Having been back at work a week now, my mind turns to stress and relaxation.
The cruise we’ve just returned from in the South Pacific was wonderful. I had a “hot stone” massage on the first day which did wonders for all the built up tension in my neck and shoulders, I caught up with sleep, I got in some reading and meditation, and I’m left with warm memories of snorkelling with my eldest son for the first time amongst the tropical fish of Mystery Island and the Isle of Pines.
Yet, though I’ve been back only a week, I already feel my shoulders tensing up again. I enjoy my job, but there are inevitable pressures that come along with it. Having been reminded what relaxation feels like however, I’m keen to get back to a more disciplined mediation practice. But what does that look like?
Most writings on Christian mediation tend to focus on “insight meditation”, on developing greater awareness of God (and relationships to God). That’s all fine if insight is what you’re after, but what if you’re after healing and release from stress? What might a Christian approach to “relaxation meditation” look like?
Like always, I find discernment begins with the scriptures, with the teachings God has already revealed through many people in many ways.
Initially this may sound like a pointless exercise as “stress” and “relaxation” is never mentioned explicitly in the Old and New Testaments. And yet, as I’ve looked closer I’ve notice that there’s plenty of teaching about “stress” and “relaxation” … just not in those words. Consider, for instance, what the prophets, the apostles and the Messiah said about “rest” and “restlessness”:
Then God blessed the seventh day and made it holy, because on it he rested from all the work of creating that he had done.
Today you are driving me from the land, and I will be hidden from your presence; I will be a restless wanderer on the earth, and whoever finds me will kill me.”
The LORD replied, “My Presence will go with you, and I will give you rest.”
1 Kings 5:4
But now the LORD my God has given me rest on every side, and there is no adversary or disaster.
I have no peace, no quietness; I have no rest, but only turmoil.”
Yes, my soul, find rest in God; my hope comes from him.
So I declared on oath in my anger, ‘They shall never enter my rest.’”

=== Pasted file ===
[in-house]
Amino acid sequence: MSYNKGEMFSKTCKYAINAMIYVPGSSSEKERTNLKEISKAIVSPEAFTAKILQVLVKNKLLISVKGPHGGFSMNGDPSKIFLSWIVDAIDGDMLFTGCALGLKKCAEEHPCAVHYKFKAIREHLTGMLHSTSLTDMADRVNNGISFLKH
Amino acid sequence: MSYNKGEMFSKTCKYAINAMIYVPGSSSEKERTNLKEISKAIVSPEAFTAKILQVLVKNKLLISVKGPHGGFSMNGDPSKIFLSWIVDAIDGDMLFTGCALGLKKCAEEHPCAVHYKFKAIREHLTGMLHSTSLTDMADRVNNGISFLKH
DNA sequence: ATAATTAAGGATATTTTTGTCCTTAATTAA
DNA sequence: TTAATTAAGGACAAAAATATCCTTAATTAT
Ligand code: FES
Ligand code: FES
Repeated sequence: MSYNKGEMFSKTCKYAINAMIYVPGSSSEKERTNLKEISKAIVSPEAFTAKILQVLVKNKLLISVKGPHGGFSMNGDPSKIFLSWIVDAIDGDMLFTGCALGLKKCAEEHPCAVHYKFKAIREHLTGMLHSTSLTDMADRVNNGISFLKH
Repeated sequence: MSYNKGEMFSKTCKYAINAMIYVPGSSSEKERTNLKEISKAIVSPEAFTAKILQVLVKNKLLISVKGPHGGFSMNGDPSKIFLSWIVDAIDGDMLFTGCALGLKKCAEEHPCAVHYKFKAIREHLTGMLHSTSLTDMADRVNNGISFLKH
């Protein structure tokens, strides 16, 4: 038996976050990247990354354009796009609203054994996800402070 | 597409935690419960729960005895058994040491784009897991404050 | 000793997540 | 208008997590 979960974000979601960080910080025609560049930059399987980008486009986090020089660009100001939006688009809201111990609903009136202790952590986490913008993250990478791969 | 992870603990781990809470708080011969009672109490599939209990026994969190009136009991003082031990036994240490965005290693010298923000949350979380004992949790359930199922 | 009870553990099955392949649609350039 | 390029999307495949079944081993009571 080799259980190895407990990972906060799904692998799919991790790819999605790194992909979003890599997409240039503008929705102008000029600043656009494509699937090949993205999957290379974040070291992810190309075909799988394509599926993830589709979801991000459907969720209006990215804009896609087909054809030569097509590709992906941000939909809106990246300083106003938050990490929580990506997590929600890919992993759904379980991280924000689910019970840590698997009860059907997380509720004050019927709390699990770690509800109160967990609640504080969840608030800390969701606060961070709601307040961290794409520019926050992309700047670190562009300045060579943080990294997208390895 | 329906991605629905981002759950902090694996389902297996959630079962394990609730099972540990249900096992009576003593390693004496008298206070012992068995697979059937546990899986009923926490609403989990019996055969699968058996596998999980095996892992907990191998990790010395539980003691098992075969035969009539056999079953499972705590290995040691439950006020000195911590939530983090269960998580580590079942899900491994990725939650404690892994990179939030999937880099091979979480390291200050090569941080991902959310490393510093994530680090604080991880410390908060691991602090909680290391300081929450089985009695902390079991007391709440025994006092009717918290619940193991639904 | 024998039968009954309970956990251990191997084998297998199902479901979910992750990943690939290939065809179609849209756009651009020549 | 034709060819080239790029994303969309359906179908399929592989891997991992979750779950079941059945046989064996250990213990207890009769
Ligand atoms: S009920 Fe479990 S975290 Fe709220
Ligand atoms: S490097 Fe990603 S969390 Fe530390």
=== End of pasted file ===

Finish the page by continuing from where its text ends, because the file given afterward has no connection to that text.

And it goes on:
Return to your rest, my soul, for the LORD has been good to you.
All their days their work is grief and pain; even at night their minds do not rest. This too is meaningless.
“Come to me, all you who are weary and burdened, and I will give you rest.
Then, because so many people were coming and going that they did not even have a chance to eat, he said to them, “Come with me by yourselves to a quiet place and get some rest.”
1 John 3:19
This is how we know that we belong to the truth and how we set our hearts at rest in his presence:
Note the holistic nature of this rest. It is rest of body, heart, mind and soul. It is often associated with restoration. And its absence is considered a curse. Rest is not self indulgence, indeed selfishness is the enemy of authentic rest. Rest is a blessing, something to be looked for – and found – in God.
But notice some of the other words associated with rest and restlessness – peace, quietness, turmoil, burdened – these also speak to stress and relaxation as we know it. Consider seaching deeper into the scriptures:
Among those nations you will find no repose, no resting place for the sole of your foot. There the LORD will give you an anxious mind, eyes weary with longing, and a despairing heart.
Fools give full vent to their rage, but the wise bring calm in the end.
The quiet words of the wise are more to be heeded than the shouts of a ruler of fools.
1 Peter 3:4
Rather, it should be that of your inner self, the unfading beauty of a gentle and quiet spirit, which is of great worth in God’s sight.
But I have calmed and quieted myself, I am like a weaned child with its mother; like a weaned child I am content.
The fear of the LORD leads to life; then one rests content, untouched by trouble.
I know what it is to be in need, and I know what it is to have plenty. I have learned the secret of being content in any and every situation, whether well fed or hungry, whether living in plenty or in want.
1 Timothy 6:6
But godliness with contentment is great gain.
So, as I meditate, I will meditate on these words from the Word.